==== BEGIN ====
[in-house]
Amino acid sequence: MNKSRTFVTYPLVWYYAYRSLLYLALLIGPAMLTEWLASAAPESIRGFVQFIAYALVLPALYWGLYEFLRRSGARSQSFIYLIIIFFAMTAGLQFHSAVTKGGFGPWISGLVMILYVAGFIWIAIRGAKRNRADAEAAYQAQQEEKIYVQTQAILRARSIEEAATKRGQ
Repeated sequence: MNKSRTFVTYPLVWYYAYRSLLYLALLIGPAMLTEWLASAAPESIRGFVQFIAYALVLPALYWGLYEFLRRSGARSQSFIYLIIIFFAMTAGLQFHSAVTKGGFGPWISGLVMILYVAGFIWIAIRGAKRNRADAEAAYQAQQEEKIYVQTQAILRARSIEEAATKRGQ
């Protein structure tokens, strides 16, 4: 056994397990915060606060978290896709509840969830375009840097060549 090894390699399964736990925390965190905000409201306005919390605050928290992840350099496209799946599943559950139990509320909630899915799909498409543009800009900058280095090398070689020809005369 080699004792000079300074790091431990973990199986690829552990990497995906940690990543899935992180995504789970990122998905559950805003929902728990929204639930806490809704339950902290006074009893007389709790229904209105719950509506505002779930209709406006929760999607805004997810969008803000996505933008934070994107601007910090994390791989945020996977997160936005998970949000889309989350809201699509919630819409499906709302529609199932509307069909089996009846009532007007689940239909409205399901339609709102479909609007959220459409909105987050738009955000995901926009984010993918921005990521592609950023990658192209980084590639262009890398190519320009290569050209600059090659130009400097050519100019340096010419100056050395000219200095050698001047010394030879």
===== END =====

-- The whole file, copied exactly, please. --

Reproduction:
[in-house]
Amino acid sequence: MNKSRTFVTYPLVWYYAYRSLLYLALLIGPAMLTEWLASAAPESIRGFVQFIAYALVLPALYWGLYEFLRRSGARSQSFIYLIIIFFAMTAGLQFHSAVTKGGFGPWISGLVMILYVAGFIWIAIRGAKRNRADAEAAYQAQQEEKIYVQTQAILRARSIEEAATKRGQ
Repeated sequence: MNKSRTFVTYPLVWYYAYRSLLYLALLIGPAMLTEWLASAAPESIRGFVQFIAYALVLPALYWGLYEFLRRSGARSQSFIYLIIIFFAMTAGLQFHSAVTKGGFGPWISGLVMILYVAGFIWIAIRGAKRNRADAEAAYQAQQEEKIYVQTQAILRARSIEEAATKRGQ
């Protein structure tokens, strides 16, 4: 056994397990915060606060978290896709509840969830375009840097060549 090894390699399964736990925390965190905000409201306005919390605050928290992840350099496209799946599943559950139990509320909630899915799909498409543009800009900058280095090398070689020809005369 080699004792000079300074790091431990973990199986690829552990990497995906940690990543899935992180995504789970990122998905559950805003929902728990929204639930806490809704339950902290006074009893007389709790229904209105719950509506505002779930209709406006929760999607805004997810969008803000996505933008934070994107601007910090994390791989945020996977997160936005998970949000889309989350809201699509919630819409499906709302529609199932509307069909089996009846009532007007689940239909409205399901339609709102479909609007959220459409909105987050738009955000995901926009984010993918921005990521592609950023990658192209980084590639262009890398190519320009290569050209600059090659130009400097050519100019340096010419100056050395000219200095050698001047010394030879």